Carbon monoxide detector law in effect in Summit County |

Carbon monoxide detector law in effect in Summit County

Rob Ryan
Summit Daily News
Glenwood Springs, CO Colorado

A new law requiring carbon monoxide alarms in homes has local property owners and managers scrambling to comply.

The law, known as the Lofgren and Johnson Families Carbon Monoxide Safety Act, went into effect on July 1 after Gov. Bill Ritter signed it in March. According to section 1 of the act, the alarms need to be installed within 15 feet of any room where people sleep in any home, “multi-family unit,” or rental property with a “fuel-fired heater or appliance, a fireplace, or an attached garage,” including wood-burning fireplaces. According to Encarta Encyclopedia Online, carbon monoxide is a colorless, odorless gas that bonds to hemoglobin in the blood when inhaled, resulting in asphyxiation.

The law applies to any of those types of properties built after July 1, and the alarms also need to be installed whenever an existing property changes ownership or is renovated. The owners and landlords of the properties are the ones on the hook for installing, maintaining and replacing the alarms, though there is no official penalty for not installing an alarm. According to Colorado House Rep. Christine Scanlan, who represents Summit County, a property owner would be liable if something happened to a tenant and the owner hadn’t complied with the law.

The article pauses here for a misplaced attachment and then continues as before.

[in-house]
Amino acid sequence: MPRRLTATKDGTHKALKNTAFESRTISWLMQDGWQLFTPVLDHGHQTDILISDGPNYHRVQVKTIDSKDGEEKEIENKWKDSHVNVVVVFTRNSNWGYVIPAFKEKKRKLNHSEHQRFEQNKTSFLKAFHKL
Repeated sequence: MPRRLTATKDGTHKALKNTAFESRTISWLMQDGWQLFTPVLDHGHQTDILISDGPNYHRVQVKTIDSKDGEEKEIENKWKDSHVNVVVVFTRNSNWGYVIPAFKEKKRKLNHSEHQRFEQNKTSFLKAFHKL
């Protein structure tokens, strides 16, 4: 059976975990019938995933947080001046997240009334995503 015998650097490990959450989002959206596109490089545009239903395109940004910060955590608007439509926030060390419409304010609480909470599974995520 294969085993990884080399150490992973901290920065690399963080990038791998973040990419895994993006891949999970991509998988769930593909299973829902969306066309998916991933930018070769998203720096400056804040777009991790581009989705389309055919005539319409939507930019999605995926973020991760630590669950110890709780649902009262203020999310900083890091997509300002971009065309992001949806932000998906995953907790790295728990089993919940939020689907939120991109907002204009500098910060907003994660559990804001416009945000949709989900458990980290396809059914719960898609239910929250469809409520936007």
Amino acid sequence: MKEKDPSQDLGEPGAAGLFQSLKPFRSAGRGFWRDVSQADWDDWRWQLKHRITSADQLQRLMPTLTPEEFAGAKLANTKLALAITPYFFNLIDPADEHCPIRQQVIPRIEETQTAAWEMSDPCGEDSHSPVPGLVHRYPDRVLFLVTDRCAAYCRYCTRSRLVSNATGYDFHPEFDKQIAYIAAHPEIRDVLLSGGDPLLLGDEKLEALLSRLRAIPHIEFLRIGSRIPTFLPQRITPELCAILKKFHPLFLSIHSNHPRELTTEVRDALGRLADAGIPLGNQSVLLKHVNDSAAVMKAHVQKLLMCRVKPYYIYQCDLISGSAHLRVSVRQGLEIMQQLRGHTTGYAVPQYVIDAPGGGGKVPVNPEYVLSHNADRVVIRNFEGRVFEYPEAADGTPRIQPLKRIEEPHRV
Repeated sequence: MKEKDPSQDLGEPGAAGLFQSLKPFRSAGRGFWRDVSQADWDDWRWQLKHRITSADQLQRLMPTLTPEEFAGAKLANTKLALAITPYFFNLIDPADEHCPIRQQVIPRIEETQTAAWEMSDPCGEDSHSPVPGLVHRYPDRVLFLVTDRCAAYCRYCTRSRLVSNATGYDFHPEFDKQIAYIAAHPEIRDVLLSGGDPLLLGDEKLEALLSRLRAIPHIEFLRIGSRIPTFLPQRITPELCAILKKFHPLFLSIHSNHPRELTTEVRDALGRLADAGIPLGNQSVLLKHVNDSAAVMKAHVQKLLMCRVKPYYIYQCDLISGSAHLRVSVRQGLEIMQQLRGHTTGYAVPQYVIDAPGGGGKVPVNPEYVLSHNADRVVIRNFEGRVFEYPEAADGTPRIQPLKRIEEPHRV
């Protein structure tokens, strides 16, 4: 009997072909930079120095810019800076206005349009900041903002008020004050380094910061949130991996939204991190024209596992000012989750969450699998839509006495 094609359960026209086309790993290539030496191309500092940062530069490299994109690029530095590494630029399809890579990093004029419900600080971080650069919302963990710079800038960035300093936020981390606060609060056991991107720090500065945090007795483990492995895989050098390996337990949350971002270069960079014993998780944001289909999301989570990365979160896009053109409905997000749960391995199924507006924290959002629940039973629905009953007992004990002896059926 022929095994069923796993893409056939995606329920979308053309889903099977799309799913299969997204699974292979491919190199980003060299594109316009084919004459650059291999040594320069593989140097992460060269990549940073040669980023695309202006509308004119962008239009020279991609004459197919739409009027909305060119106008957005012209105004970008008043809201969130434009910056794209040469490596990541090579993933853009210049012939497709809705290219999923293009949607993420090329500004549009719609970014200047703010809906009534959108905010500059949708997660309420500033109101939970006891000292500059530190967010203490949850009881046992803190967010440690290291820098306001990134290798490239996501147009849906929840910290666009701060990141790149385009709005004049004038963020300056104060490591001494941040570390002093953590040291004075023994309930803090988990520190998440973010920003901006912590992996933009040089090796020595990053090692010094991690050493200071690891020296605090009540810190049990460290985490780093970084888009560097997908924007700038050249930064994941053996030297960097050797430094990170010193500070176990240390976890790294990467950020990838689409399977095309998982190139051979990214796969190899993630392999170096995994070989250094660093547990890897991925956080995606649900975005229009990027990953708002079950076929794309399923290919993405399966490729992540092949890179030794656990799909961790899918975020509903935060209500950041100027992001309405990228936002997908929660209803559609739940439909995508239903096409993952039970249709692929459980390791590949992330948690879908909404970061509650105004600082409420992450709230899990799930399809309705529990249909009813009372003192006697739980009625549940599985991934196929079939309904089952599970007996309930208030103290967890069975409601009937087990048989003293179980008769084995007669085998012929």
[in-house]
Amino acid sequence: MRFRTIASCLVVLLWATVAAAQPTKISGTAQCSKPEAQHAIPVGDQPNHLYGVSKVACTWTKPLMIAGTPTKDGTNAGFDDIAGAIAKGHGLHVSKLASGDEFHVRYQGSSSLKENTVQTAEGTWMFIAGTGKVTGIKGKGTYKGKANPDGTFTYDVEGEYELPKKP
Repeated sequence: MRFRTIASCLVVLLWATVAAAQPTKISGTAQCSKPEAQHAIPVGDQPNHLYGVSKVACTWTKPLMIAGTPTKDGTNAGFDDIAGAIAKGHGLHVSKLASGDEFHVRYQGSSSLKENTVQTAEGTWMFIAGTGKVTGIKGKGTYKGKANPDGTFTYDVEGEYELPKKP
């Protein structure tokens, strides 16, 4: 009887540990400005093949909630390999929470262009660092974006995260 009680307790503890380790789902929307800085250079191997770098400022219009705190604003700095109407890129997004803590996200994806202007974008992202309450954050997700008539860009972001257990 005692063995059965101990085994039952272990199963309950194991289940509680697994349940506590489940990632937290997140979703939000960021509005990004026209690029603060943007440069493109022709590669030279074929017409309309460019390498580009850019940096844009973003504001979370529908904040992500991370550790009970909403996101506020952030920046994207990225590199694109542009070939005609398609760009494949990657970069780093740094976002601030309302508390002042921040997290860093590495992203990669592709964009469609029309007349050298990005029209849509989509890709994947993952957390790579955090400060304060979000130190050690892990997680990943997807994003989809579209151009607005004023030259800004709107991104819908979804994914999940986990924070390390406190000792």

The new requirement has already begun to annoy some property owners. Jeni Shelton, co-owner of Ski Country Resorts property management company in Breckenridge, says she’s been contacting the owners of her company’s properties, and many of them think the new rules are excessive. Shelton said she also thinks the law is a bit extreme, especially since she’s been installing some of the alarms herself.

“It is what it is,” Shelton said. “I didn’t make the law, there’s not much I can do about it.”

Proponents of the law say it’s designed to be a safeguard and look out for everyone’s best interest.

“It’s a great way, especially in a tourist community, to protect people from a gas that’s a silent killer,” said Red, White and Blue Fire Department marshal Jay Nelson. “The law gives guests and homeowners an added sense of security.”

There have been several high-profile cases of carbon monoxide poisoning in recent months. A family was killed in Aspen by carbon monoxide poisoning last winter, and a family vacationing in Blue River nearly suffered the same fate. Nelson said the Blue River family only avoided a lethal case because they bought three alarms at the last minute before their vacation after hearing about the Aspen case.

“Without the alarm, they may not have noticed the leak until they had symptoms, and by then it might have been too late,” Nelson said.

Nelson said the department receives eight to 10 calls a year when they find carbon monoxide in the home. He said calls pick up in the wintertime when people switch on appliances that produce carbon monoxide emissions, such as stoves and furnaces.

Common symptoms of carbon monoxide are much like symptoms of the flu and include fatigue, headaches, nausea, vomiting, and disorientation. If you suspect carbon monoxide poisoning, call your local fire department right away. Most departments provide free carbon monoxide detection services. Carbon monoxide detectors are available at both City Markets, Target and Wal-Mart for around $20-$40.

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